N.C. Open Government
group meets at Elon


The School of Communications hosted the first meeting of the North Carolina Open Government Coalition March 22. This leadership group includes many of the state's top news executives, librarians and lawyers. They have joined together to find ways to support the public's access to government in the state of North Carolina.

Nine months of groundwork went into getting the group together and prepared for its first meeting. Organizers include Melanie Sill, executive editor of The News & Observer of Raleigh.

In a recent Associated Press story, Sill explained the need for the coalition. "We're in a time where government has more and more information, electronically, that it stores and in all kinds of ways there seems to be an impulse toward secrecy," she said. "Some people who are interested (in open government) are motivated by the Patriot Act issues. Others see this as an ongoing issue."

School of Communications Advisory Board member Jim Hefner, vice president and general manager of WRAL-TV in Raleigh and WILM-TV in Wilmington, was instrumental in arranging for Elon to host the event.

The coalition is engaging itself in finding ways to make government more accessible for everyone from citizens seeking personal information to media reporters working to maintain the free flow of information that makes the United States a strong democracy. An initial task is to illuminate the best focal point for the group's first-year efforts.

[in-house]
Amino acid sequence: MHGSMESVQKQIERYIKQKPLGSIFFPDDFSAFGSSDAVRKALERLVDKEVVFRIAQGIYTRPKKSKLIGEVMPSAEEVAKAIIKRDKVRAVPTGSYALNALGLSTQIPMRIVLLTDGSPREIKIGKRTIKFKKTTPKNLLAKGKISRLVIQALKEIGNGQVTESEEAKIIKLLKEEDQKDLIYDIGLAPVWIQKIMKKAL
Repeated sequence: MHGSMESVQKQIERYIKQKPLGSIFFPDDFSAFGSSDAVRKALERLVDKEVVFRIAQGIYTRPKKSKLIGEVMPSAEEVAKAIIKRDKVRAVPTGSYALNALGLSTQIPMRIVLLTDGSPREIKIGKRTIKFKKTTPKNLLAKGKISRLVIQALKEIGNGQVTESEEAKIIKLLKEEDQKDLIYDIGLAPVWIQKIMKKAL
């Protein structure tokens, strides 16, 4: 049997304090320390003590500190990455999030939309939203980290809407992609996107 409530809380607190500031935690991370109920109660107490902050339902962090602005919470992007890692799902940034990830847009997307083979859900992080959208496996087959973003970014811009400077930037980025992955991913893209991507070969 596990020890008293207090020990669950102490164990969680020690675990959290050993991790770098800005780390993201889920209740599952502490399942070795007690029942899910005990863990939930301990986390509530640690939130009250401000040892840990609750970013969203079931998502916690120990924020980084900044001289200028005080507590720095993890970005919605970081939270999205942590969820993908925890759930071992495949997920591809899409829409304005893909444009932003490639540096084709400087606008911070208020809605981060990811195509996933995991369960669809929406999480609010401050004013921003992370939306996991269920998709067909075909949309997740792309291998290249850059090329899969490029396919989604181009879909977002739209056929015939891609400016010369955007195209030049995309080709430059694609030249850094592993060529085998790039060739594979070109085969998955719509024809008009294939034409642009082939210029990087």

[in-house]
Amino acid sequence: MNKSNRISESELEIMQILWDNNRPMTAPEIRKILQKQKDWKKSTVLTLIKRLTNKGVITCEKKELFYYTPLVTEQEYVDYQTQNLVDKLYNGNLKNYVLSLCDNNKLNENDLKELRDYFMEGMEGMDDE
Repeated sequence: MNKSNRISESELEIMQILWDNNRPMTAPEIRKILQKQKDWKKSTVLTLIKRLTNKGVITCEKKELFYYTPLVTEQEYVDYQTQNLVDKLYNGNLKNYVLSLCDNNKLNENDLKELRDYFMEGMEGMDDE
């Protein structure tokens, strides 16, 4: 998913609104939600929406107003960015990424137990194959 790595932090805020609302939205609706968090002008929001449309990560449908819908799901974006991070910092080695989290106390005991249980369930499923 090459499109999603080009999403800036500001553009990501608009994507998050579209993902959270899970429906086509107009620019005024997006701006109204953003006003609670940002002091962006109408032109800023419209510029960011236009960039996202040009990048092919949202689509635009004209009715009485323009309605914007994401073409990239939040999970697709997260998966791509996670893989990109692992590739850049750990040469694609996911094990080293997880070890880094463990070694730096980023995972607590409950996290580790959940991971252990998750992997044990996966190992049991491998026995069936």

Similar groups in other states have initiated a freedom-of-information audit, in which volunteers fan out across a state and measure how successful they are at gaining access to documents that should legally be available from government offices. The last time such an open-access audit was performed in North Carolina was in the late 1990s, when the N.C. Press Association and the state Associated Press checked such availability of information.

In her interview with the AP, Sill said the group does not intend for the coalition to be an organization that has an adversarial relationship with state and local governments. "We've talked about possibly cooperating on training and education for public officials and reporters and the public," she said. "Take town clerks. The public records law is not their main concern, but often you run into situations where increasing the awareness of what's public and what's not would be good for everybody."

In addition to Hefner and Sill, other board members are: Frank Barrows, managing editor of The Charlotte Observer; Ross Holt, head of reference for the Randolph County Public Library and past president of the North Carolina Library Association; Pauletta Brown Bracy of the School of Library and Information Studies at North Carolina Central University and president of the North Carolina Library Association; Charlotte lawyer Jon Buchan; Mary Klenz, president of the North Carolina League of Women Voters; Howard Lee, chairman of the North Carolina Board of Education; Dennis Milligan, news director at WBTV-TV in Charlotte; Joan Siefert Rose, general manager of WUNC-TV in Chapel Hill; Raleigh lawyer Hugh Stevens; Bob Stiff, editor of The Dispatch of Lexington; Tom Ross, executive director of the Z. Smith Reynolds foundation in Winston-Salem; David Jordan Wichard, publisher of The Daily Reflector of Greenville; and Sue Price Wilson, North Carolina chief of bureau for The Associated Press.



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Last Modified:  3/22/04
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